Researchers notice massive increase in malicious jQuery libraries

The number of injected jQuery files is on the rise.

Researchers at Trustwave's SpiderLabs have noticed a rather large uptick in the number of jQuery files that have been injected with malicious code over the last few months. The actors behind the hijackings are using their code to serve up fake software updates, including alleged Adobe Flash Player installations.

In a blog post on the subject, Trustwave's Ben Hayak and Rami Kogan said:

"We hear a lot about various techniques and vulnerabilities used to inject malicious code into webpages.  Sometimes, for the attackers, the focus is not on how to get the code there, but how to hide it in order to keep it there for as long as possible.  It seems that as of late injecting malicious code into jQuery is one of attacker's favorite methods for doing so."

There were 39 new malicious jQuery libraries placed online in the 24-hours of the blog post being written, but that is only a small sample of the overall problem. Over the last six months, researchers have noted a 160 percent jump in the number of injected libraries.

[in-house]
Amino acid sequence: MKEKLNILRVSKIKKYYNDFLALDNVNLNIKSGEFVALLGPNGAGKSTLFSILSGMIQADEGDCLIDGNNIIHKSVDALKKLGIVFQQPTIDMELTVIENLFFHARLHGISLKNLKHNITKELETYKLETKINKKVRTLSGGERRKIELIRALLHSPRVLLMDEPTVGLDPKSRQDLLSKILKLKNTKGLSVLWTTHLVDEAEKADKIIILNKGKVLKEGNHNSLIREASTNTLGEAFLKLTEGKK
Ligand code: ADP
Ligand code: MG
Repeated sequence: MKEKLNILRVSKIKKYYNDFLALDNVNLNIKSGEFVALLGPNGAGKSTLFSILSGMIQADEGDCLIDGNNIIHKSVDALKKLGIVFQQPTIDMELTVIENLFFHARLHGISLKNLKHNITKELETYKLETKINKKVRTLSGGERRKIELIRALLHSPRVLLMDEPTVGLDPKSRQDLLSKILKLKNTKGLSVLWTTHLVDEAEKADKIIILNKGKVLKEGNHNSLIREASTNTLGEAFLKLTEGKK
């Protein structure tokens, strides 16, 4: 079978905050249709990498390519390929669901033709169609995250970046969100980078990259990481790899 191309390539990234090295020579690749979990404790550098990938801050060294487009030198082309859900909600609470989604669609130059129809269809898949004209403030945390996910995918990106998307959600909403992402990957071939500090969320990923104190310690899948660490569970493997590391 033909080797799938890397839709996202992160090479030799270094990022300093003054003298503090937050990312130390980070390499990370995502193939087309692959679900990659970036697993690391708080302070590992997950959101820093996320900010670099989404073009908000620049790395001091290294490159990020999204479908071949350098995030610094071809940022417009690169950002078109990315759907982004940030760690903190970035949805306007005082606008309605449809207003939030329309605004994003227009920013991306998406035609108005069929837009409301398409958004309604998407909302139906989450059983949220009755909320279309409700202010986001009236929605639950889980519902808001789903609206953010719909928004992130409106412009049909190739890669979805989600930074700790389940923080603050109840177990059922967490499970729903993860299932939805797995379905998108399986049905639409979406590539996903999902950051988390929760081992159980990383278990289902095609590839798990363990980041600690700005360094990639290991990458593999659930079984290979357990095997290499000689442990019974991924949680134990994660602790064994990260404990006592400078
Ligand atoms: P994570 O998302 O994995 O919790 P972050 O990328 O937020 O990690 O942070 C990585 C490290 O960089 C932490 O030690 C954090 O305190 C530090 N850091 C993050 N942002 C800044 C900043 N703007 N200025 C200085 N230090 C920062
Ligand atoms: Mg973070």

jQuery is a feature-packed JavaScript library commonly used in various web applications. It's the base for many add-on scripts and plug-ins including imaging and editing on platforms such as Drupal and WordPress. It's popular because of speed and efficiency, but that's also why criminals are able to hijack it with ease.

As the researchers note:

"In this case, speed and efficiency have higher priority than human readability; therefore jQuery includes only essential features to keep the code tight and focused by using minimal variable and function names, minimal use of spaces, no comments, etc. In addition, developers usually use jQuery libraries as a plug-and-play product, which doesn’t require maintenance apart from library updates. Because jQuery libraries are minified and infrequently reviewed by those using them, jQuery becomes a good place to hide malicious code."

The best defense against having your code hijacked like this is a solid offense, including change monitoring on the code, and consistent code reviews of scripts and libraries. Moreover, regular code audits will also help spot problems should the code become compromised.

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